There’s pretty much no distinction between church and state in most Islamic countries, so political reasons = religious reasons in those cases. We may not see politics and religion that way, but we’re not the subjects here ... eh? My issue with Harris’ take on this is that religion isn’t a thing unto itself, it’s a category of human thinking and behavior—part of our nature. It’s not a thing to be blamed for causing anything. It’s psychology and sociology—culture. On that I’m not sure I’m actually disagreeing with him at all, and if so it’s more subtle than I think the description really illuminates (i.e. between our takes on this we may have a difference of opinion that’s a distinction with little if any actual difference).

The bigger issue is that people don’t generally have a completely accurate sense of self/self-image, particularly people who live in a perceptual and intellectual fog of dogma. So what highly indoctrinated people claim to believe often doesn’t accurately reflect what they really do believe. Again though, when they engage in high stakes behaviors that tends to increase their credibility on that count. That doesn’t rule out that they’re way off—that they regurgitate a lot of dogma rather than actually getting to what’s really going on in their system of motivation, but at least it does say that they’re not just buelshitting about it like many bumper sticker/armchair quarterback type “beliefs” that are essentially just affirmations that they’re with the Home Team.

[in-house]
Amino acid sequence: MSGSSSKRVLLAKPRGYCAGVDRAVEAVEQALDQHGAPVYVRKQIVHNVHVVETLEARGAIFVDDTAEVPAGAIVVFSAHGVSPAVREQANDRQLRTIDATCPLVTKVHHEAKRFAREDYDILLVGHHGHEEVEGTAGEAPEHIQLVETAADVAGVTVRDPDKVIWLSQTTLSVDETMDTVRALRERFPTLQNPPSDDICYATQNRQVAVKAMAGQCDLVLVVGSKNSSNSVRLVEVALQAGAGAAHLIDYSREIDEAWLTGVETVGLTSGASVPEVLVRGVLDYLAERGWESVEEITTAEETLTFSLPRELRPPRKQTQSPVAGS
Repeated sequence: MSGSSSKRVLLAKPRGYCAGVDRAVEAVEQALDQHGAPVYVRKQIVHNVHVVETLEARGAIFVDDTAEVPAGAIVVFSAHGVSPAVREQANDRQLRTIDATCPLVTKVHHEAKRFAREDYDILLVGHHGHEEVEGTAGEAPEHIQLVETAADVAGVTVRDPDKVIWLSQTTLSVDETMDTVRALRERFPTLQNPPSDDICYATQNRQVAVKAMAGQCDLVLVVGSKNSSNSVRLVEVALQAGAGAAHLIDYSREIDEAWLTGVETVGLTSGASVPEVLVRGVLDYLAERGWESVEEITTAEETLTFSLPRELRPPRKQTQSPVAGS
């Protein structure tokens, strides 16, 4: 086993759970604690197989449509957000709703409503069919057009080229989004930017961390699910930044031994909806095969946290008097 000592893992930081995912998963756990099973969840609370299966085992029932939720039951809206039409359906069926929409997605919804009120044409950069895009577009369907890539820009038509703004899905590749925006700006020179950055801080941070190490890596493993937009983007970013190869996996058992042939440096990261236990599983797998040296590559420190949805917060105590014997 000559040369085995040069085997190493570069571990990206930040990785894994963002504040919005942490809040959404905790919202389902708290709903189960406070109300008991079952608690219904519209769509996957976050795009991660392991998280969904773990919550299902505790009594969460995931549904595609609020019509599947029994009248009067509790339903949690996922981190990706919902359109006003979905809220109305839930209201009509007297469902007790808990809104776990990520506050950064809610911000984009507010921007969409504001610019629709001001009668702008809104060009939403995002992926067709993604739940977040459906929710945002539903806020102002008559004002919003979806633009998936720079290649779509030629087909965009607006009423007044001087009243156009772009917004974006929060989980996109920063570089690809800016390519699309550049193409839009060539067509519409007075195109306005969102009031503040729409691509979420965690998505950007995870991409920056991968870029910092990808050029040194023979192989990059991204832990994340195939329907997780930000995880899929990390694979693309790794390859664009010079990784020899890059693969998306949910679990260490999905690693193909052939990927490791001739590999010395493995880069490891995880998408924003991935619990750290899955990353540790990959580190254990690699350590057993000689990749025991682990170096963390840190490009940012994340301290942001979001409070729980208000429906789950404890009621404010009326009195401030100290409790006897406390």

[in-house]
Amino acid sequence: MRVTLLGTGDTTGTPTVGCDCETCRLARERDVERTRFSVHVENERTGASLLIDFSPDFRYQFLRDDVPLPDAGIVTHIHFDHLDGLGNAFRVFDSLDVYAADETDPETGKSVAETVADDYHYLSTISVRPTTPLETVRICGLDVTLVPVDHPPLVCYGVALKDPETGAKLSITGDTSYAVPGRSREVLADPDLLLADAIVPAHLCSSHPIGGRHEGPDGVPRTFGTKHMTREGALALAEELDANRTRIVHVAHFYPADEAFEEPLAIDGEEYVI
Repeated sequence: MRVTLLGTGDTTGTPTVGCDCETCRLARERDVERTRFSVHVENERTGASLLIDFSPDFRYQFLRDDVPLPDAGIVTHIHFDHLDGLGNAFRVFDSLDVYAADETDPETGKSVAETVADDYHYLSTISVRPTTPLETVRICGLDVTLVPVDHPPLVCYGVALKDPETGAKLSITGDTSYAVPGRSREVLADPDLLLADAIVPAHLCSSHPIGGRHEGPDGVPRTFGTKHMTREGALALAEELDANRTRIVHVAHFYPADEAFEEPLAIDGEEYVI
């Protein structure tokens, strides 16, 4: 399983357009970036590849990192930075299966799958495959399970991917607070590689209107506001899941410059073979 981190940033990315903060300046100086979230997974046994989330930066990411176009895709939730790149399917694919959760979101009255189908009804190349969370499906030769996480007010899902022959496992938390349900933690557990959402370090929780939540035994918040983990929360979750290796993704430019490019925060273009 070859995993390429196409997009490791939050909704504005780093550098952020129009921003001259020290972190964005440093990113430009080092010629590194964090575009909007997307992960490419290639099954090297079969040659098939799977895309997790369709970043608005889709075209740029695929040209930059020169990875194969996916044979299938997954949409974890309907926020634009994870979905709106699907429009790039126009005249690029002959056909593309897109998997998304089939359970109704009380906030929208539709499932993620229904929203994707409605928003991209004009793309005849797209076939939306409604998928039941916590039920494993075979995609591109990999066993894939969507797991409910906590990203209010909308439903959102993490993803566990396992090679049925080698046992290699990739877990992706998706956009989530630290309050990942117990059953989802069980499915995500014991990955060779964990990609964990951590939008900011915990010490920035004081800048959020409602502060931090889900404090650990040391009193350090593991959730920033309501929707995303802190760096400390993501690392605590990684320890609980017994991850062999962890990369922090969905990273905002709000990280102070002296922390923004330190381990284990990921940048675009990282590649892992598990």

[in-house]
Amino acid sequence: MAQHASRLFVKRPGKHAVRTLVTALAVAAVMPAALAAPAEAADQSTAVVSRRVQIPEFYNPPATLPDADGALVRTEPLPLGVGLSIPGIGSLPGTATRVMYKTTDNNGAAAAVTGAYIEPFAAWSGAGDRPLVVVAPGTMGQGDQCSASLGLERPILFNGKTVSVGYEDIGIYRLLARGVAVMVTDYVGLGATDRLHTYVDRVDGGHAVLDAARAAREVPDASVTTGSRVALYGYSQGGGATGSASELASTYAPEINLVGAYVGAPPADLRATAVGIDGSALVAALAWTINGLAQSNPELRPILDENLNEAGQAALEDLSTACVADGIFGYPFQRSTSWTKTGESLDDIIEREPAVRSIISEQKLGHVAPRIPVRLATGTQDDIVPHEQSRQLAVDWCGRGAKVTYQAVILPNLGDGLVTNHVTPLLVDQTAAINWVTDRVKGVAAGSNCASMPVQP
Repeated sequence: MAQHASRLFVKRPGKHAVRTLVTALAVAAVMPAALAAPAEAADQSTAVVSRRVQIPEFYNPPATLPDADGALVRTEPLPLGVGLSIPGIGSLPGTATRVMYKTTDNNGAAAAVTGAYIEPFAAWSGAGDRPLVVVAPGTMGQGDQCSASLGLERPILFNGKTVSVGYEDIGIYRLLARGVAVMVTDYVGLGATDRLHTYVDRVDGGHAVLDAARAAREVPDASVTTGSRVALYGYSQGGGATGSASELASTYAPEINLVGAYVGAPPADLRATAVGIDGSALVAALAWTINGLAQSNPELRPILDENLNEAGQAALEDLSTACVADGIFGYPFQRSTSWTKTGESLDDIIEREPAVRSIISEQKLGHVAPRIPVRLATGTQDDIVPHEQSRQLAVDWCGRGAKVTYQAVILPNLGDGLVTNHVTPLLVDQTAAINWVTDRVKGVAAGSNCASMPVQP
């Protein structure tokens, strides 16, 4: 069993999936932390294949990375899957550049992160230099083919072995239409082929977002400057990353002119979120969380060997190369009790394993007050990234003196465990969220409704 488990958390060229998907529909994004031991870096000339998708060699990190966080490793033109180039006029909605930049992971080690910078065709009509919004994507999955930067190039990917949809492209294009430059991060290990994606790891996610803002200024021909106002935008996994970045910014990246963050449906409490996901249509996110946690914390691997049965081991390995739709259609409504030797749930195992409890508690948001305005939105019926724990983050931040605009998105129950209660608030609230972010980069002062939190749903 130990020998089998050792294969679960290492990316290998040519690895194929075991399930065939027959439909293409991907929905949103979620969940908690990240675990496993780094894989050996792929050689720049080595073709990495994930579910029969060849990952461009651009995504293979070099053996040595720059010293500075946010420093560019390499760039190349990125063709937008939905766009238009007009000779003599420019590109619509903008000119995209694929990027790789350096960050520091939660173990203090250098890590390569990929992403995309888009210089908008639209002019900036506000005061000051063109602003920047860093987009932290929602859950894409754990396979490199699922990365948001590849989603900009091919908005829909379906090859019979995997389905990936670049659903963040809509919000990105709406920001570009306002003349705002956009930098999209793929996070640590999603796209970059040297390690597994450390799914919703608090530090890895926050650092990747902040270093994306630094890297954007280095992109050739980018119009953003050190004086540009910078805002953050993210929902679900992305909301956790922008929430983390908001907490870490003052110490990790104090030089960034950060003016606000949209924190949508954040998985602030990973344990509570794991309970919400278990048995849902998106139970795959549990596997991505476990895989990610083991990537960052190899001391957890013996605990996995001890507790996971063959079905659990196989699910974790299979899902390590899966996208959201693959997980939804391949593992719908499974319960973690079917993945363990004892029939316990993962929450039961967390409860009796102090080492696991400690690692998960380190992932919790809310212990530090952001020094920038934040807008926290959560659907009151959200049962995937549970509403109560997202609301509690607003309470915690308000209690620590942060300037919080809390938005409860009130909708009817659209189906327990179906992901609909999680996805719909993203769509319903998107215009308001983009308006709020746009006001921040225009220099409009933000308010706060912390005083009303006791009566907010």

I’m not sure either of these disagreements/potential disagreements has any effect on how you deal with the matter though—that’s also what I find regarding free will, which is probably why it doesn’t interest me so much.

 
 
mightypirate1
 
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mightypirate1
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20 February 2016 01:33
 
SkepticX - 19 February 2016 05:29 AM

I’m not sure either of these disagreements/potential disagreements has any effect on how you deal with the matter though—that’s also what I find regarding free will, which is probably why it doesn’t interest me so much.

Some interesting points you bring up! I’m not sure about how to best achieve large scale change in the way people think, but I do think that it makes a difference why they hold those believes in the first place. I think you might have a very good point that most people probably don’t even know why they chose to believe certain things, but I disagree when you say that it doesn’t matter because the approach to dealing with it remains the same.